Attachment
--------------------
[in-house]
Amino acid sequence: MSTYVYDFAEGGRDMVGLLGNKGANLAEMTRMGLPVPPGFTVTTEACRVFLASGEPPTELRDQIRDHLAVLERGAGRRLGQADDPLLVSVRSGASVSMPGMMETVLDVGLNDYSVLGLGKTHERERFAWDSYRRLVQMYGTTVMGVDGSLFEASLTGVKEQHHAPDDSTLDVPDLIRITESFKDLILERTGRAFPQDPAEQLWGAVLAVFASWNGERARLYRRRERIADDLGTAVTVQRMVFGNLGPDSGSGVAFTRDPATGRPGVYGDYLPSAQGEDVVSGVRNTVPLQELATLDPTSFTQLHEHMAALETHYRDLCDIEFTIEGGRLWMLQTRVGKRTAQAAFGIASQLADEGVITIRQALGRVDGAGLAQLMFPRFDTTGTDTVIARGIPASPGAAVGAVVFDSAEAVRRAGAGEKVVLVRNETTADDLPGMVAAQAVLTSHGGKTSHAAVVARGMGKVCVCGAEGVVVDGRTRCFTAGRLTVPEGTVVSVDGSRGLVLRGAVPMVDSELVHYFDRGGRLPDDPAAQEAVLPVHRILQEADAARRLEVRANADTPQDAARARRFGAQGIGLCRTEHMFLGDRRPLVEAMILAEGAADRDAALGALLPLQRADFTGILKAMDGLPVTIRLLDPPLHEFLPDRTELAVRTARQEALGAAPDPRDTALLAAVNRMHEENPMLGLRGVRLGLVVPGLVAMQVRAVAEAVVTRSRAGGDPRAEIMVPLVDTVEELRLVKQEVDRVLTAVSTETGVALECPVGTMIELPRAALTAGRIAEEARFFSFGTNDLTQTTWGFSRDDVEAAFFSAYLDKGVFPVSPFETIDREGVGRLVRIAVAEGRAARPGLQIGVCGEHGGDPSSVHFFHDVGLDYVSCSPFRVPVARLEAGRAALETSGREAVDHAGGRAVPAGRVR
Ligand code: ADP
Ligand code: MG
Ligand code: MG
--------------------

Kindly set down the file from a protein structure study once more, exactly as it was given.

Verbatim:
[in-house]
Amino acid sequence: MSTYVYDFAEGGRDMVGLLGNKGANLAEMTRMGLPVPPGFTVTTEACRVFLASGEPPTELRDQIRDHLAVLERGAGRRLGQADDPLLVSVRSGASVSMPGMMETVLDVGLNDYSVLGLGKTHERERFAWDSYRRLVQMYGTTVMGVDGSLFEASLTGVKEQHHAPDDSTLDVPDLIRITESFKDLILERTGRAFPQDPAEQLWGAVLAVFASWNGERARLYRRRERIADDLGTAVTVQRMVFGNLGPDSGSGVAFTRDPATGRPGVYGDYLPSAQGEDVVSGVRNTVPLQELATLDPTSFTQLHEHMAALETHYRDLCDIEFTIEGGRLWMLQTRVGKRTAQAAFGIASQLADEGVITIRQALGRVDGAGLAQLMFPRFDTTGTDTVIARGIPASPGAAVGAVVFDSAEAVRRAGAGEKVVLVRNETTADDLPGMVAAQAVLTSHGGKTSHAAVVARGMGKVCVCGAEGVVVDGRTRCFTAGRLTVPEGTVVSVDGSRGLVLRGAVPMVDSELVHYFDRGGRLPDDPAAQEAVLPVHRILQEADAARRLEVRANADTPQDAARARRFGAQGIGLCRTEHMFLGDRRPLVEAMILAEGAADRDAALGALLPLQRADFTGILKAMDGLPVTIRLLDPPLHEFLPDRTELAVRTARQEALGAAPDPRDTALLAAVNRMHEENPMLGLRGVRLGLVVPGLVAMQVRAVAEAVVTRSRAGGDPRAEIMVPLVDTVEELRLVKQEVDRVLTAVSTETGVALECPVGTMIELPRAALTAGRIAEEARFFSFGTNDLTQTTWGFSRDDVEAAFFSAYLDKGVFPVSPFETIDREGVGRLVRIAVAEGRAARPGLQIGVCGEHGGDPSSVHFFHDVGLDYVSCSPFRVPVARLEAGRAALETSGREAVDHAGGRAVPAGRVR
Ligand code: ADP
Ligand code: MG
Ligand code: MG